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Don’t Open That Door! #40: 'Invisible Invaders' (1959)

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Thursday, May 2, 2013
Welcome to our weekly field guide to 1950s horror and sci-fi movies and the creatures that inhabit them. This week: humanity reels from a threat it can’t see in Invisible Invaders
cover art

Invisible Invaders

Director: Edward D. Cahn
Cast: John Agar, Jean Byron, Robert Hutton, John Carradine

(US theatrical: 15 May 1959)

Alternative titles: Plan 10 From Outer Space; Attack of the Badly-Suited Zombies
 
POSITIVES:


Good performances from solid B-list cast, though John Carradine is underutilized.


Cool “invisible cross-country skiing” effects.


Clever use of newsreel footage suggests worldwide catastrophe.


Nifty anti-nukes subtext.


Inventive way of capturing and studying aliens.
  
NEGATIVES:


Somewhat familiar plot.


“Invisible invader” is movie-producer code for “Invader that we don’t have to spend much money on”.


Only 66 minutes long! Come on, guys—write another scene or two!


SYNOPSIS: The latest in a seemingly endless series of alien invaders has decided to move in on Earth, now that the stupid humans are on the brink of space travel (and well over the line in terms of atomic weapons). At first, nobody believes somewhat frazzled-looking Dr. Adam Penner when he warns humanity of the threat—of course not!—so the aliens decide to take matters into their own unseen hands. Since they are invisible, this means they must kill unsuspecting earthlings and clothe their reanimated corpses in badly fitting suits to deliver their deadly message of gut-wrenching terror. Showing an uncanny knack for reaching the average joe—plus a pretty good understanding of gut-wrenching terror—they deliver their threats at an ice hockey game, where they get the reaction they’re looking for. Other major sporting events are similarly disrupted, and before long we have a panic on our hands, which is of course precisely what the insidious aliens were after. Plus maybe a shot at the playoffs.




When the action spreads across the world—Europe and Asia are inundated with frantic mobs of their own, absent the hockey anxieties—the government gets smart and decides it’s worth returning Dr. Penner’s phone calls after all. Secure in his nuke-proof mountain bunker, he gets busy on a secret weapon to stem the invading hordes. This is no easy trick, given that the invading hordes are invading courtesy of human bodies that are already dead. Yup, it’s that old zombie quandary again: how do you kill somebody who’s not alive anymore? Well, that’s why you need the big brains like Penner around, not to mention his sensible daughter Phyllis, the bright but wimpy Dr. Lamont, and tough-guy soldier Major Jay.


Holed up in the bunker, our heroes watch as a seemingly endless wave of zombies pass by the monitors, all of whom have that same lousy tailor. (Some of the ties are just appalling.) After a while, someone notices the invaders aren’t using any weapons of their own—just (mis)appropriated human gadgets. “Then their only weapon, actually, is the fact that they’re invisible!” exclaims Dr. Penner excitedly. Well, yeah, but that’s still an advantage, though compared to Martian tripods or robotic death rays, it’s not such a big deal. In the nick of time, the dashing scientists hatch a desperate plan involving a large hole filled with liquid acrylic. It will also help if the aliens are really dumb. Subsequently—and quite unexpectedly—a weakness is revealed in the invaders. And then, something else is revealed…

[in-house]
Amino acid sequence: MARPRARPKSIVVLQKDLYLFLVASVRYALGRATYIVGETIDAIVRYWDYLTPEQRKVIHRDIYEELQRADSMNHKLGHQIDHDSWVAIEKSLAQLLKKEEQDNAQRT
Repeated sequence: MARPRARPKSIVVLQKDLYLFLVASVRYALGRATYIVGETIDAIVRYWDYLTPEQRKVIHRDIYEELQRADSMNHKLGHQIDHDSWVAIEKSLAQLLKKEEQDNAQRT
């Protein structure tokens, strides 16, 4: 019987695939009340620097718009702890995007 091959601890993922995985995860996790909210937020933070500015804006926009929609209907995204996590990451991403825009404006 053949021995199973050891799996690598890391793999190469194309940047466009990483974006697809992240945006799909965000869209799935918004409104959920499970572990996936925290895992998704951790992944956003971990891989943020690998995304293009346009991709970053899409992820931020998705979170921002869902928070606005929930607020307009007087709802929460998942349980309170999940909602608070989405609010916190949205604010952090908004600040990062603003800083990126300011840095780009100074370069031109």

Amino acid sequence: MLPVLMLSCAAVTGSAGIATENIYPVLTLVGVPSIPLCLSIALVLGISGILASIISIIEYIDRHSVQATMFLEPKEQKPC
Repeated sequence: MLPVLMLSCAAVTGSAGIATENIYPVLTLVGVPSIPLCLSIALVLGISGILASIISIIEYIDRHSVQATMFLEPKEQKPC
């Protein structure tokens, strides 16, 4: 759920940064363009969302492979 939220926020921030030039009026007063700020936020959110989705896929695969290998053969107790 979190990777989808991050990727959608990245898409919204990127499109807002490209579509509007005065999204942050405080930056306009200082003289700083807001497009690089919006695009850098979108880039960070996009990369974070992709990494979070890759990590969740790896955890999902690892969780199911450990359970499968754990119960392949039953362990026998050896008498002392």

Moral of the story: Seeing is believing!


What gets wracked up: A scientist; an airplane and pilot; a radio announcer; a hockey game; a car and driver; a truck; a couple dams; some skyscrapers (that looked suspiciously derelict anyhow); lots of other buildings; Holland and Finland; a bridge; large chunks of Europe and the Far East; warehouses; army depots; trains; entire city blocks; numerous factories; trees; houses; a buncha zombies; an alien spaceship. And you thought this was a family movie?


Best line of dialogue: “Cable fox niner six to mayday homer. Over?” (Translation: “Honey, I’m gonna be a little late for dinner tonight. Can you keep a plate warm for me in the oven? It’s still the 1950s, so we don’t have microwaves yet.” 


Somehow their careers survived: John Agar (Maj. Jay) should be familiar to fans of these movies, given his prior appearances in Revenge of the Creature (1955), The Mole People (1956), The Brain from Planet Arous (1957), and Attack of the Puppet People (1958). Jean Byron (Phyllis) featured in 1953’s The Magnetic Monster, while Robert Hutton (Dr. Lamont) scored roles in war movies and westerns like Destination Tokyo (1943) and Slaughter Trail (1951) before moving on to mature works like The Slime People (1963) and They Came from Beyond Space (1967). John Carradine, who appears in a couple scenes as Dr. Carl Noymann, had a long and stellar career in tons of movies, specializing in mad scientists; see my entry for The Unearthly (1957—Don’t Open That Door! #22) for details. Director Edward D. Cahn was a steady monster-movie maker whose credits include Zombies of Moratau and Invasion of the Saucer Men (both 1957) and It! The Terror From Beyond Space (1958), but his career began with 1935’s gangster flick Confidential.




BOTTOM LINE: Essentially an upgraded Plan 9 From Outer Space, right down to the stentorian narration, the cast makes this one worthwhile.

NEXT WEEK: Terror Is a Man (1959)


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